I used to up the alfa or chaff ration in feeds though.

Bear in mind that if you don't use the whole bag in a few days it goes off and you have to throw the rest away.

Also, if a bag gets punctured you must either use it straight away (if a new puncture) or throw it away (if you don't know when it happened).

I used to get one that wasn't Horsehage but the same stuff - similar size bag for about 4 when the Horsehage round here was about 6-7.

I had always been told not to feed haylage to laminitics.  Is this true?  If so, why?

I only ask as I have a mare who has had laminitis in the past and a Welshie who although hasn't had it yet (and hopefully never will) but is the type of pony that will be prone to it.

Is hay or haylage better for weight gain or is it all down to amounts?  My other horse,  a TB, appears to lose weight a the drop of a hat.

I have been told haylage is good for weight gain as I have a TB who is exactly the same. This is why I was asking particularly about the difference between horsehage and haylage.

Also how long would a bale last (I know it doesn't keep) for a TB in at night ? Would I end up wasting it or would I need a bale a day ? He is currently on ad lib hay.

As to the quantities you should reduce the amount fed by one third - yes it is slightly wetter but it is normally more energy giving which is why you shouldn't feed it to laminitics. This reduction in amount fed can cause problems if the horse does not have as much to occupy it but that is why they bought out the nets with small holes - although some greedy horses don't take any notice. If you keep the same amount of haylage as hay in each feed just remember to knock off the concentrates!!!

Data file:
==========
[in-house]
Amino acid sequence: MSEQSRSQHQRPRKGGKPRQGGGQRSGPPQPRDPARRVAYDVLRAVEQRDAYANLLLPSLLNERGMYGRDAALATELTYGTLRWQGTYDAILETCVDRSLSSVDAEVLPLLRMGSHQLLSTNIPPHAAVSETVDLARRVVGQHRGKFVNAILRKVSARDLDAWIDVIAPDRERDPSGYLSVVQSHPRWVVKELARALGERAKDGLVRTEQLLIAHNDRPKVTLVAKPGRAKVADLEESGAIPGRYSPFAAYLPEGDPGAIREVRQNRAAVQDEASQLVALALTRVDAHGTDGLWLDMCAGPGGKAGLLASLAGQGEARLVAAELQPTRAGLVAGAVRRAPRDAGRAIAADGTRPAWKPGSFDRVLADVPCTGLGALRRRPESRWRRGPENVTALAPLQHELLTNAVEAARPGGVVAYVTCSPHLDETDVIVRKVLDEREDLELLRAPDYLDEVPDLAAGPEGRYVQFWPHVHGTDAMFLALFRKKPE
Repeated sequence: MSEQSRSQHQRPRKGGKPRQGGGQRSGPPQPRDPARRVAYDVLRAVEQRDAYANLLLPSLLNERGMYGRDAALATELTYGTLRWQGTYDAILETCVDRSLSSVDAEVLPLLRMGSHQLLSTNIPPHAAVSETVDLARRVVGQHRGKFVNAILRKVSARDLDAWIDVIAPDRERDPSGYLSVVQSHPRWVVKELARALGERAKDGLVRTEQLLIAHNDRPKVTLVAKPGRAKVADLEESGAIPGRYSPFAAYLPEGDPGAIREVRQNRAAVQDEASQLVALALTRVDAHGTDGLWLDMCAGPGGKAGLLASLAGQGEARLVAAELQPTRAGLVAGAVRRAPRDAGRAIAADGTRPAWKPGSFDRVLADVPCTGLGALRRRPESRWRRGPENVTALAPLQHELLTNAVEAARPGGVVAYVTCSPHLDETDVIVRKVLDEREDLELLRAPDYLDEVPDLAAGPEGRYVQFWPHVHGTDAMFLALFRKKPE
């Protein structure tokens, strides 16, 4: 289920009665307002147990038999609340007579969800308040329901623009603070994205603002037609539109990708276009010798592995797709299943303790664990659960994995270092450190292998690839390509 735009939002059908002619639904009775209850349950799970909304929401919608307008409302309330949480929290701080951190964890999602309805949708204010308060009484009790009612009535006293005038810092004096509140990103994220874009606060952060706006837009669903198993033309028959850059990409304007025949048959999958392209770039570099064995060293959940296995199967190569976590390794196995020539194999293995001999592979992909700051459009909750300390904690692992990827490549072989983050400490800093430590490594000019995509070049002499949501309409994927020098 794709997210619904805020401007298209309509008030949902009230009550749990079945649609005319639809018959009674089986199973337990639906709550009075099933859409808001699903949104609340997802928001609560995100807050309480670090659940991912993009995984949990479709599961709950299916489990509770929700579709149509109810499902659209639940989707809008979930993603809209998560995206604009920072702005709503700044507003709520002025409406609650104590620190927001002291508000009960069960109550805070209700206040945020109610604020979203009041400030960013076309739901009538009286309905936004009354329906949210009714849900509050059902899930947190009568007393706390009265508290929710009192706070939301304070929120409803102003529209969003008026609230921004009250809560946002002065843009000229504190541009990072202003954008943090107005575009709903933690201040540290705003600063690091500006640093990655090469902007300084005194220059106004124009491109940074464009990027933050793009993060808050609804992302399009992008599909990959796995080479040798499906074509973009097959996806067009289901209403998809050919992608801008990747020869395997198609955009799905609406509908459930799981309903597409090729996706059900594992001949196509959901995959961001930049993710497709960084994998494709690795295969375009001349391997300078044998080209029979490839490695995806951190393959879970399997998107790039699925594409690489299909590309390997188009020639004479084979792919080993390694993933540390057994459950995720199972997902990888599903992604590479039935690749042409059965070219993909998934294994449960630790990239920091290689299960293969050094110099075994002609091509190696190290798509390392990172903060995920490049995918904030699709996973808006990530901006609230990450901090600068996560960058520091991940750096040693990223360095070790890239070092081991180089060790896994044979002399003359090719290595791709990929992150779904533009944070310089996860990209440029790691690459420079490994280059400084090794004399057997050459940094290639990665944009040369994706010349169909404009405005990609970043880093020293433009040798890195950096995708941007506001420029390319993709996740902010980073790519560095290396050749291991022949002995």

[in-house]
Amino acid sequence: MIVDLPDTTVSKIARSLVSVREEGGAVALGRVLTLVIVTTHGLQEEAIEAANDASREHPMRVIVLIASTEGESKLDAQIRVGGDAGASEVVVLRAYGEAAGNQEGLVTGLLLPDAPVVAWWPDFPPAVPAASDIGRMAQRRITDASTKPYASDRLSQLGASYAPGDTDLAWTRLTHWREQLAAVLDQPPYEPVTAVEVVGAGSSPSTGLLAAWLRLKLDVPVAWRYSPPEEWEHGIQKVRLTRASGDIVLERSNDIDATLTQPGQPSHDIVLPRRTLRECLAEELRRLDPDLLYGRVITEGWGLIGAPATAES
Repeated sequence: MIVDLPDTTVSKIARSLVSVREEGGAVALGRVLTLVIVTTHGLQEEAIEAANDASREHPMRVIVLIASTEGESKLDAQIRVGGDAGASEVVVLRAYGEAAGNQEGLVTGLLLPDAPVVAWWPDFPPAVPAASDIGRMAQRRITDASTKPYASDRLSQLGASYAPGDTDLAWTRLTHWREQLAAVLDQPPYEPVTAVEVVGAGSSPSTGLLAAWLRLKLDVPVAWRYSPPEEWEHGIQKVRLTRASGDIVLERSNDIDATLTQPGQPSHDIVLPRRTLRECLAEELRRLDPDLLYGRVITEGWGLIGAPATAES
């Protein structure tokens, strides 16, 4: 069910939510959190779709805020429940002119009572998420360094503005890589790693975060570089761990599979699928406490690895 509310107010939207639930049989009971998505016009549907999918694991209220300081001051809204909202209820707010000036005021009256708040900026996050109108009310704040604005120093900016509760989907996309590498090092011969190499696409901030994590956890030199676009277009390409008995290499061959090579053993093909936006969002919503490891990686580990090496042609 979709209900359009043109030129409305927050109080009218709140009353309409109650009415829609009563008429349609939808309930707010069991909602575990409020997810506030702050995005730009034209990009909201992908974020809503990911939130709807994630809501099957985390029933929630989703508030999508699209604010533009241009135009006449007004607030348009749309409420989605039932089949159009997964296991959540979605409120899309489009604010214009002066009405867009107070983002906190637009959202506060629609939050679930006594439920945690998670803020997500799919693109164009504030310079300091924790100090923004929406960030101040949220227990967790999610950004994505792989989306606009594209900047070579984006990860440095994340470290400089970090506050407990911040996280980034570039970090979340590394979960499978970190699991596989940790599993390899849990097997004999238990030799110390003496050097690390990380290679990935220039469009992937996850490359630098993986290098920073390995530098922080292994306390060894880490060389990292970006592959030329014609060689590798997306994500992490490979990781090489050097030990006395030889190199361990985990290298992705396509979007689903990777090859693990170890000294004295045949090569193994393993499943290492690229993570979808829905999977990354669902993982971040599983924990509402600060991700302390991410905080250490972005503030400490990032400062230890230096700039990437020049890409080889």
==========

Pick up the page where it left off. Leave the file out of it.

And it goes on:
You can get three sizes of haylage bales - one is the mini size (same as Horsehage) and is between 4 - 6 depending on the shop, you can get the midisize which is double the mini size and a bit more difficult to handle (you have to roll then as they are too heavy to pick up) and are normally about double the price but better for you if you have a couple of horses; and the large size that cost about 20. I would advise the larger size if you have the number of horses and the handling capacity (or large round ones) but make sure that the person / farmer / company who make them know that they are for horse consumption and have not added any additives that may affect horses. Additives are added (either acid / bacteria or special chemicals) to ensure a correct fermentation but these have not been tested on horses and we all know what a sensitive lot they are!

A few years back I was feeding big bale haylage and found that, once opened, it was fine for about 3 days if kept under cover but completely unwrapped. (it does dry a little but that's not a problem.) If you leave part of the bag around it, it sweats and can develop mould.

Quantity wise, I fed the same by weight as I would hay - but reduced the concentrates as it is higher in feed value.  If you feed less, you'll find horses lacking 'gut fill' and they start on the bedding!